President Donald Trump fired back at a report from The New York Times (NYT) claiming that he paid no income taxes for much of the last decade, slamming the story as “fake news” and insisting that the documents NYT obtained from an unnamed source are “wrong” and “totally made up” — and an attorney for the Trump Organization agrees.
The NYT report, which dropped late Sunday, appears to show Trump and his signature companies often paid little or no federal income taxes and that the president, who prior to being elected to the White House was a real estate developer, carried over his real estate losses and took advantage of available deductions and tax credits to lessen his overall tax burden.
Trump, though, in a press conference Sunday and again in a series of tweets Monday morning, flatly denied paying such a small amount in taxes, and called the report “totally made up.”
“It’s fake news, it’s totally made up,” Trump told media Sunday. “Everything was wrong, they are so bad.”
“I’ve paid a lot and I’ve paid a lot of state income taxes too,” he added.
On social media, the president defended his use of depreciation, tax credits, and tax offsets, adding that the NYT tax documents were incomplete and that he may release a financial statement showing the extent of his assets.
“The Fake News Media, just like Election time 2016, is bringing up my Taxes & all sorts of other nonsense with illegally obtained information & only bad intent. I paid many millions of dollars in taxes but was entitled, like everyone else, to depreciation & tax credits,” Trump tweeted Monday. “Also, if you look at the extraordinary assets owned by me, which the Fake News hasn’t, I am extremely under leveraged — I have very little debt compared to the value of assets.”
“Much of this information is already on file, but I have long said that I may release financial Statements, from the time I announced I was going to run for President, showing all properties, assets and debts. It is a very IMPRESSIVE Statement, and also shows that I am the only President on record to give up my yearly $400,000 plus Presidential Salary!” he continued.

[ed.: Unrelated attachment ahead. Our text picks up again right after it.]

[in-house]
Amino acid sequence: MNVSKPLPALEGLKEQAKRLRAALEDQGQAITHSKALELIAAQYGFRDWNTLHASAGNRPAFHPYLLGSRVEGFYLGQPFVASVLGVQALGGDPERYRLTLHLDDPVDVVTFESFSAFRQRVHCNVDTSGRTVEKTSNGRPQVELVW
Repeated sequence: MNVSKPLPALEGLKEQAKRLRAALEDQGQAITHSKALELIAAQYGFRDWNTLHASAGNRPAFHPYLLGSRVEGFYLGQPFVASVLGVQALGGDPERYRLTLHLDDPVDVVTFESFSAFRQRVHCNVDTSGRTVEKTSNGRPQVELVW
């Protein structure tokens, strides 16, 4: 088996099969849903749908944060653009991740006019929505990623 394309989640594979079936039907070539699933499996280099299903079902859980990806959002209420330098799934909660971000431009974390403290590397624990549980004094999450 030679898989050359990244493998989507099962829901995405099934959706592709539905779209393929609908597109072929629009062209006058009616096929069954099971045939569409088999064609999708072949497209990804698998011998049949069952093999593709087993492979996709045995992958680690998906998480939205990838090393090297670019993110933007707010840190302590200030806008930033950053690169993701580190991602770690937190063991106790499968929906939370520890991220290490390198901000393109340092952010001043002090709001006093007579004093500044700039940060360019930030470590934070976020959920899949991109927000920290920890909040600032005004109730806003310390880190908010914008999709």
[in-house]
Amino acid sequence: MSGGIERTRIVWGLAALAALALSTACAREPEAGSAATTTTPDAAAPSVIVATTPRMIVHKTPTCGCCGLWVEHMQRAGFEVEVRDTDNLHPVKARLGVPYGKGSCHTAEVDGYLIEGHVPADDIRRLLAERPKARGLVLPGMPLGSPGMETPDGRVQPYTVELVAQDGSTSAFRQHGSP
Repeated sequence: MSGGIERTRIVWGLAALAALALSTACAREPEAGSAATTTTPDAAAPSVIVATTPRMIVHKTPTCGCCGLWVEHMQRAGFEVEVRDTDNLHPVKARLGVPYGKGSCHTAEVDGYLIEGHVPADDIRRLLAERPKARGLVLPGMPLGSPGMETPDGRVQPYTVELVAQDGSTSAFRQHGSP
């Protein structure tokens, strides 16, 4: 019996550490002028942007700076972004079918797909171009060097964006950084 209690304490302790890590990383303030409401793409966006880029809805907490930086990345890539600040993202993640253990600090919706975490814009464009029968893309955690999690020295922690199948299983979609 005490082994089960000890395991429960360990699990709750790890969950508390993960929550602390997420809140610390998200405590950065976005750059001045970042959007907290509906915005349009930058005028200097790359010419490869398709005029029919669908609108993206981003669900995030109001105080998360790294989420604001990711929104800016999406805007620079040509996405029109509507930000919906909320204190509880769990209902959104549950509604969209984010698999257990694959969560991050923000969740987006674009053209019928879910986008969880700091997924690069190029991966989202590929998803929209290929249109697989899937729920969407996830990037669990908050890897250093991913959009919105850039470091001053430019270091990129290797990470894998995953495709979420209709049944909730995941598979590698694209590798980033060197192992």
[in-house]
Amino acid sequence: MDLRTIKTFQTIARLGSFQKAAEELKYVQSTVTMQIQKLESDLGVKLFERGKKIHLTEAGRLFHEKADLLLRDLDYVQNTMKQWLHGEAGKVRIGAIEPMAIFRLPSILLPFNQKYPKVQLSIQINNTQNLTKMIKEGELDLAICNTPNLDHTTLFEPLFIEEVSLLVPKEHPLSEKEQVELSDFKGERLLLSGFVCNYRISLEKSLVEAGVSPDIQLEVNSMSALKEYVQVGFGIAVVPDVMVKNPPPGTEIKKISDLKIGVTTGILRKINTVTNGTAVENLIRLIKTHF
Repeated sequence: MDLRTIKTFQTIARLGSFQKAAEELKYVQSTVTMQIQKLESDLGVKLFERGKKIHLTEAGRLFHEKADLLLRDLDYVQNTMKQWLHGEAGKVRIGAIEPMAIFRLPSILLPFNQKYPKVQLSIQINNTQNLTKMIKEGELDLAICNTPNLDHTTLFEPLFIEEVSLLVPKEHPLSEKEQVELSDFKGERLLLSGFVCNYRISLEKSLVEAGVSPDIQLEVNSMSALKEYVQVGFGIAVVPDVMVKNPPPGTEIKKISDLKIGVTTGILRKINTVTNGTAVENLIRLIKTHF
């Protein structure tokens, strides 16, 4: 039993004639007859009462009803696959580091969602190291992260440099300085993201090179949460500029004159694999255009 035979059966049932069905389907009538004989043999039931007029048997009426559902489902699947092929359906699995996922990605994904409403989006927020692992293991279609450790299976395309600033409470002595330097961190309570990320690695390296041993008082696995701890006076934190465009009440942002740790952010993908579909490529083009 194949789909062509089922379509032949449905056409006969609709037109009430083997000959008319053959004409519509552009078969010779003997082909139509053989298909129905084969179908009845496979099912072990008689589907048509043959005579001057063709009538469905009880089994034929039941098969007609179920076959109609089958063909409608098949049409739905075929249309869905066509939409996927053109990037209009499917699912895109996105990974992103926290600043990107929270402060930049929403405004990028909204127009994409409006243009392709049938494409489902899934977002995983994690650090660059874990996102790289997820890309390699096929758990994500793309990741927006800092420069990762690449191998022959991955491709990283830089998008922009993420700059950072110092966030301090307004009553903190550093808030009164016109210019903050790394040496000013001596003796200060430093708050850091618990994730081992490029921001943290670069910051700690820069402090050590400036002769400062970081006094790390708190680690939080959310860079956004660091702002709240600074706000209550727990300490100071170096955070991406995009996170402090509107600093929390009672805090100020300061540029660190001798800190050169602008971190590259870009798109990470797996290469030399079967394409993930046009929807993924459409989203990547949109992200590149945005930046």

The documents do contain some interesting revelations: notably that the president does not appear to have financial connections to Russia — something Democrats continually claim — and that the president is under perpetual audit by the IRS over at least one of the claimed deductions, a $72.9 million tax refund he claimed in 2010 to offset massive earnings — and an associated massive tax bill — from his time on NBC’s “The Apprentice,” and from his involvement with the Trump Taj Mahal hotel and casino in Atlantic City, New Jersey.
“Mr. Trump initially paid almost $95 million in federal income taxes over the 18 years. He later managed to recoup most of that money, with interest, by applying for and receiving a $72.9 million tax refund, starting in 2010,” Dnyuz.com reported Monday. “In 2011, the I.R.S. began an audit reviewing the legitimacy of the refund. Almost a decade later, the case remains unresolved, for unknown reasons, and could ultimately end up in federal court, where it could become a matter of public record.”
Trump’s personal brand creates the majority of his income, the documents note, while his properties represent a large portion of his losses. Like many real estate developers, though, Trump appears to keep his investments on the books even if they aren’t profitable in order to help offset other tax burdens.
An attorney for the Trump Organization, Alan Garten, backed up Trump’s claims to the NYT, noting that Trump “has paid tens of millions of dollars in personal taxes to the federal government, including paying millions in personal taxes since announcing his candidacy in 2015.”
“The New York Times’ story is riddled with gross inaccuracies. Over the past decade the President has paid tens of millions of dollars in personal taxes to the federal government,” Garten said in a statement to media. “While we tried to explain this to the Times, they refused to listen and rejected our repeated request that they show us any of the documentation they purport to be relying on to substantiate their claims.”